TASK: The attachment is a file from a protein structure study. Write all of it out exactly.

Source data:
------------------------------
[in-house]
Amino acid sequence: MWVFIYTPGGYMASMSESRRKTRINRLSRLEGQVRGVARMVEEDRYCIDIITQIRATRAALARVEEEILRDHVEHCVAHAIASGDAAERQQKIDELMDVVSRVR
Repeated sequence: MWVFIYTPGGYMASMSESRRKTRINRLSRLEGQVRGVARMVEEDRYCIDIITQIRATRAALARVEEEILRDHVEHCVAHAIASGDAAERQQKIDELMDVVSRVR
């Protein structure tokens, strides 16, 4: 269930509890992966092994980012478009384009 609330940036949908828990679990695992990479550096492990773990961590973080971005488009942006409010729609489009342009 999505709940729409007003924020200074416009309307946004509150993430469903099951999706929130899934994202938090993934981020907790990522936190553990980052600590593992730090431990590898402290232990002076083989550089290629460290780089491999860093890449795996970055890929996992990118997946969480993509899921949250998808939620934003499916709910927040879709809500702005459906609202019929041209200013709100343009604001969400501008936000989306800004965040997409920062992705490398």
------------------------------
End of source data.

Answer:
[in-house]
Amino acid sequence: MWVFIYTPGGYMASMSESRRKTRINRLSRLEGQVRGVARMVEEDRYCIDIITQIRATRAALARVEEEILRDHVEHCVAHAIASGDAAERQQKIDELMDVVSRVR
Repeated sequence: MWVFIYTPGGYMASMSESRRKTRINRLSRLEGQVRGVARMVEEDRYCIDIITQIRATRAALARVEEEILRDHVEHCVAHAIASGDAAERQQKIDELMDVVSRVR
């Protein structure tokens, strides 16, 4: 269930509890992966092994980012478009384009 609330940036949908828990679990695992990479550096492990773990961590973080971005488009942006409010729609489009342009 999505709940729409007003924020200074416009309307946004509150993430469903099951999706929130899934994202938090993934981020907790990522936190553990980052600590593992730090431990590898402290232990002076083989550089290629460290780089491999860093890449795996970055890929996992990118997946969480993509899921949250998808939620934003499916709910927040879709809500702005459906609202019929041209200013709100343009604001969400501008936000989306800004965040997409920062992705490398």